Criminal law’s object is to punish. People need to be morally blameworthy. If you are not acting voluntarily, how can you be blameworthy.
MODEL PENAL CODE – (2.01)
2.01- A person is not guilty of an offense unless his liability is based on conduct which includes a voluntary act or the omission to perform an act of which he is physically capable. (defines voluntary by describing what is involuntary)
Texas Penal Code 1.07 and 6.01
1.07(a1): bodily movement whether voluntary or involuntary, and includes speech
6.01: Requirement of voluntary act
Cases
State v. Mercer (I killed my cheating wife and kids while I was unconscious)
Because Mercer is unconscious at the time he commits the act, he does not do so voluntarily; therefore, he cannot be criminally liable. ≠ later can’t recall
“The absence of consciousness not only precludes the existence of any specific mental state, but also excludes the possibility of a voluntary act without which there can be no criminal liability.”
Unconsciousness is not in all instances a means of escaping criminal liability: an individual with a history of seizures gets in a car (commits the voluntary act) with a sufficient state of mind (knowing that he has a history of seizures) to set a level of criminal liability.
No liability for- seizures, unconscious acts, acts under duress, reflexive acts.
The general rule appears to be that an accused who causes the death of another because of becoming unconscious because of an epileptic seizure is criminally responsible in undertaking to drive knowing that he or she may become unconscious. The critical factor is knowledge that one is subject to epileptic seizures.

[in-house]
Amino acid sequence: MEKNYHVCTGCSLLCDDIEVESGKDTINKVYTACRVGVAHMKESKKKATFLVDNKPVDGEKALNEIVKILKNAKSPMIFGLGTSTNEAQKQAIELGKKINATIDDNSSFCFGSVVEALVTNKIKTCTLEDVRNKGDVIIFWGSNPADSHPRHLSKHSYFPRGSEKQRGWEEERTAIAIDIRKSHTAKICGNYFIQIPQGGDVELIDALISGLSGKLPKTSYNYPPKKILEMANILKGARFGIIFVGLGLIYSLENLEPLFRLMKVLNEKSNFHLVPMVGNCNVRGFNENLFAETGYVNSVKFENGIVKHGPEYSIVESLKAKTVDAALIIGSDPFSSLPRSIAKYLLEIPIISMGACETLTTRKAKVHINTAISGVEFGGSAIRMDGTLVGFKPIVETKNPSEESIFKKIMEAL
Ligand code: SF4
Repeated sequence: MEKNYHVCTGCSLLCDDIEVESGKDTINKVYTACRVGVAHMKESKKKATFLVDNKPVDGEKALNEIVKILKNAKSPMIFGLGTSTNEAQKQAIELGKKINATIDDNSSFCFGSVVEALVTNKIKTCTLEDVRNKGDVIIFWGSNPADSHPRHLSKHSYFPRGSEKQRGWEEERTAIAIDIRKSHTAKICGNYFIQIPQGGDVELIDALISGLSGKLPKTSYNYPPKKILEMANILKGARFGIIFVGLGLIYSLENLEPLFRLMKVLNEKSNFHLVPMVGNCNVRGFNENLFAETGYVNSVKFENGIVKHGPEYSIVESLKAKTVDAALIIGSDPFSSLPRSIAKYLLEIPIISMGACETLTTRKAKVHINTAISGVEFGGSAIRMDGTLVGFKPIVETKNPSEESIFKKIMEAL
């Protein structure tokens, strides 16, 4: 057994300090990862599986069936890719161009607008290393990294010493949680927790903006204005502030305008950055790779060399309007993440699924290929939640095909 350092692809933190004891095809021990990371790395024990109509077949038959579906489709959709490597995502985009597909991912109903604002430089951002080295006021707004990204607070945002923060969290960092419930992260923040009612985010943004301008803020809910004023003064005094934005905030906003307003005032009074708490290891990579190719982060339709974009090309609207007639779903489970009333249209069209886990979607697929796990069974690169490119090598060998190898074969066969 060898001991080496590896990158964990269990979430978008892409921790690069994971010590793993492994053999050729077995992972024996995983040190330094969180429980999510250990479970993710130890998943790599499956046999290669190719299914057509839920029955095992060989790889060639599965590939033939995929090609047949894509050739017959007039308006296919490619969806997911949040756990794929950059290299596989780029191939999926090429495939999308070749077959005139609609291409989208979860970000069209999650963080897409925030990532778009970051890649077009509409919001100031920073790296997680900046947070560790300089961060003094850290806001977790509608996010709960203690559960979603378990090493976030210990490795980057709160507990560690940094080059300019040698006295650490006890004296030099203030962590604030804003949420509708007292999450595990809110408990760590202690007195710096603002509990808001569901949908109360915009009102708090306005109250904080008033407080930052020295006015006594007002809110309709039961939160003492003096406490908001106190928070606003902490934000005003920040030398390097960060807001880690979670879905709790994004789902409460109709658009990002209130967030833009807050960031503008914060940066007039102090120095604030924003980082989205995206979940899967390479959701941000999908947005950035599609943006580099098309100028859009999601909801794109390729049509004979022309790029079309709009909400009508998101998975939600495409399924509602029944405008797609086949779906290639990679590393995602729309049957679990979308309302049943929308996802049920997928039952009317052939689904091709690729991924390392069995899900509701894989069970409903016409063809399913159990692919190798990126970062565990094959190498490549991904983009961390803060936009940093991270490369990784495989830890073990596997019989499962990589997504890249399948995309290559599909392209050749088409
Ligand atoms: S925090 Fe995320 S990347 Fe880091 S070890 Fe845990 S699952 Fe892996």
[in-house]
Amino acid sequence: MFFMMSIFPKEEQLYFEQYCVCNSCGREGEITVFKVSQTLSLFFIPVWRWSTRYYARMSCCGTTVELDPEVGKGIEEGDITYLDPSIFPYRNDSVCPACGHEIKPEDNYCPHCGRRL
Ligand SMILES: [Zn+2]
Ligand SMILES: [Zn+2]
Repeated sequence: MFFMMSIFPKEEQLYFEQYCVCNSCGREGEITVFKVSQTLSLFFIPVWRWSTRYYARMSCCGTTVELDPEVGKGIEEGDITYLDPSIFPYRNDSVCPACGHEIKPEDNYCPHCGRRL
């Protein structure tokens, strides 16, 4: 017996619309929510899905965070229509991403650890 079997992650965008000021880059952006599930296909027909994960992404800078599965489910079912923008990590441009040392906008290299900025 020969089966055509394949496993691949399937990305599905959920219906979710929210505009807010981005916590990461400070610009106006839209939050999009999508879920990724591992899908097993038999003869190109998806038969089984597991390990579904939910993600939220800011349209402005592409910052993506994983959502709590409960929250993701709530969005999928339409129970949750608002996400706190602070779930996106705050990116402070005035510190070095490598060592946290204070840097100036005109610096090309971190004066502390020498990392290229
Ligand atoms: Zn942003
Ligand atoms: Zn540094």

Farmer v State (My wife left out the wrong pills.)
Appellant charged with DWI after falling asleep due to “accidentally” taking Ambien and his pain meds prior to driving. Appellant did not intentionally or voluntarily take Ambien.  It was left out by his wife and he took in unintentionally.
Defendant contests that the judge should have instructed the jury on voluntariness. Holding: The law does not include a SOM requirement.  The judge did not err in not instructing on voluntariness. The issue was whether he was intentionally intoxicated, not if he involuntarily took the pill. This is strict liability.
Statute consisted of three parts.  1 act and 2 circumstances.
Act: operating a motor vehicle
Circumstance: 1. Intoxicated. 2. Public Place
No state of mind requirement.
State v Falatar (I stabbed and drown my wife while I was sleep walking)
Sleepwalking is sometimes offered as a basis for unconsciousness.
Falatar stabbed his wife 54 times then drowned her in their pool in the back yard.  He did all this while he claimed to be sleepwalking.